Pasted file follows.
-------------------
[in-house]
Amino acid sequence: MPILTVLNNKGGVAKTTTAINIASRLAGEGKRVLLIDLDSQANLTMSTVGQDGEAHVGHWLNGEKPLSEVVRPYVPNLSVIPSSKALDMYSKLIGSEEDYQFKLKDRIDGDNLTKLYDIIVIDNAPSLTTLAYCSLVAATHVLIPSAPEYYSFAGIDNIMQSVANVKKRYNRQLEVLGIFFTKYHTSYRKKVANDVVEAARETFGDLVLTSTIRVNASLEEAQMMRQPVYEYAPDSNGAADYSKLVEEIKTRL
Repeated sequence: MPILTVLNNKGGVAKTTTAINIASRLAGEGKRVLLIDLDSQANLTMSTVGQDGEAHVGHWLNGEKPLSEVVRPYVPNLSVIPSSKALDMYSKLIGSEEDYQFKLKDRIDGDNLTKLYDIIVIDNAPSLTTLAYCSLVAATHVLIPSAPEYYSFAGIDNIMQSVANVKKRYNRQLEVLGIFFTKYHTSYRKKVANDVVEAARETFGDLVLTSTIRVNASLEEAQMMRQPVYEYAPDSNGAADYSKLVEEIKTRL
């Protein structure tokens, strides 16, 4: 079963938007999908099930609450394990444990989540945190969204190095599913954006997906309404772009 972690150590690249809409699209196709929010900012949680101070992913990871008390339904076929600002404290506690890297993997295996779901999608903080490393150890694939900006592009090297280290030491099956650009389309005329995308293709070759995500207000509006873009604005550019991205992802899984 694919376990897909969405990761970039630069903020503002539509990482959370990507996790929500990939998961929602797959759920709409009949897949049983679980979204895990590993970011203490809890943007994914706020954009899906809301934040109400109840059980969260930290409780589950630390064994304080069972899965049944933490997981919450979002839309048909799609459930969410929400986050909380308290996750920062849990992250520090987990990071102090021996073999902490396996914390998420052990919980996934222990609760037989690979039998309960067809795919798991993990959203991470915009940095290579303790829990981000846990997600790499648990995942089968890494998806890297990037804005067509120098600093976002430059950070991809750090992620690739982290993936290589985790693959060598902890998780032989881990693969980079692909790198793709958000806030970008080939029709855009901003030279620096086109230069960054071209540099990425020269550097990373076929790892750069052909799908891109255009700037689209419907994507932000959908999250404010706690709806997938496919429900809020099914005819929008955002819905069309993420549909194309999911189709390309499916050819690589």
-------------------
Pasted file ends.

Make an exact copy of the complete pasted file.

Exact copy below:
[in-house]
Amino acid sequence: MPILTVLNNKGGVAKTTTAINIASRLAGEGKRVLLIDLDSQANLTMSTVGQDGEAHVGHWLNGEKPLSEVVRPYVPNLSVIPSSKALDMYSKLIGSEEDYQFKLKDRIDGDNLTKLYDIIVIDNAPSLTTLAYCSLVAATHVLIPSAPEYYSFAGIDNIMQSVANVKKRYNRQLEVLGIFFTKYHTSYRKKVANDVVEAARETFGDLVLTSTIRVNASLEEAQMMRQPVYEYAPDSNGAADYSKLVEEIKTRL
Repeated sequence: MPILTVLNNKGGVAKTTTAINIASRLAGEGKRVLLIDLDSQANLTMSTVGQDGEAHVGHWLNGEKPLSEVVRPYVPNLSVIPSSKALDMYSKLIGSEEDYQFKLKDRIDGDNLTKLYDIIVIDNAPSLTTLAYCSLVAATHVLIPSAPEYYSFAGIDNIMQSVANVKKRYNRQLEVLGIFFTKYHTSYRKKVANDVVEAARETFGDLVLTSTIRVNASLEEAQMMRQPVYEYAPDSNGAADYSKLVEEIKTRL
């Protein structure tokens, strides 16, 4: 079963938007999908099930609450394990444990989540945190969204190095599913954006997906309404772009 972690150590690249809409699209196709929010900012949680101070992913990871008390339904076929600002404290506690890297993997295996779901999608903080490393150890694939900006592009090297280290030491099956650009389309005329995308293709070759995500207000509006873009604005550019991205992802899984 694919376990897909969405990761970039630069903020503002539509990482959370990507996790929500990939998961929602797959759920709409009949897949049983679980979204895990590993970011203490809890943007994914706020954009899906809301934040109400109840059980969260930290409780589950630390064994304080069972899965049944933490997981919450979002839309048909799609459930969410929400986050909380308290996750920062849990992250520090987990990071102090021996073999902490396996914390998420052990919980996934222990609760037989690979039998309960067809795919798991993990959203991470915009940095290579303790829990981000846990997600790499648990995942089968890494998806890297990037804005067509120098600093976002430059950070991809750090992620690739982290993936290589985790693959060598902890998780032989881990693969980079692909790198793709958000806030970008080939029709855009901003030279620096086109230069960054071209540099990425020269550097990373076929790892750069052909799908891109255009700037689209419907994507932000959908999250404010706690709806997938496919429900809020099914005819929008955002819905069309993420549909194309999911189709390309499916050819690589």